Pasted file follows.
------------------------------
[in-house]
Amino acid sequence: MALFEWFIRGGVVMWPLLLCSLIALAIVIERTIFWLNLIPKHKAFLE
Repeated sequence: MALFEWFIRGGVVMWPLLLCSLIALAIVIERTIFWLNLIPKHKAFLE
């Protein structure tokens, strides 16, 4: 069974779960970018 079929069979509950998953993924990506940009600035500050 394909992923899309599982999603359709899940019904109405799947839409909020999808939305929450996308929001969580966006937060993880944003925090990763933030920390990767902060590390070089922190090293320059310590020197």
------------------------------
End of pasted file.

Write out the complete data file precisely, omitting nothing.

[in-house]
Amino acid sequence: MALFEWFIRGGVVMWPLLLCSLIALAIVIERTIFWLNLIPKHKAFLE
Repeated sequence: MALFEWFIRGGVVMWPLLLCSLIALAIVIERTIFWLNLIPKHKAFLE
């Protein structure tokens, strides 16, 4: 069974779960970018 079929069979509950998953993924990506940009600035500050 394909992923899309599982999603359709899940019904109405799947839409909020999808939305929450996308929001969580966006937060993880944003925090990763933030920390990767902060590390070089922190090293320059310590020197």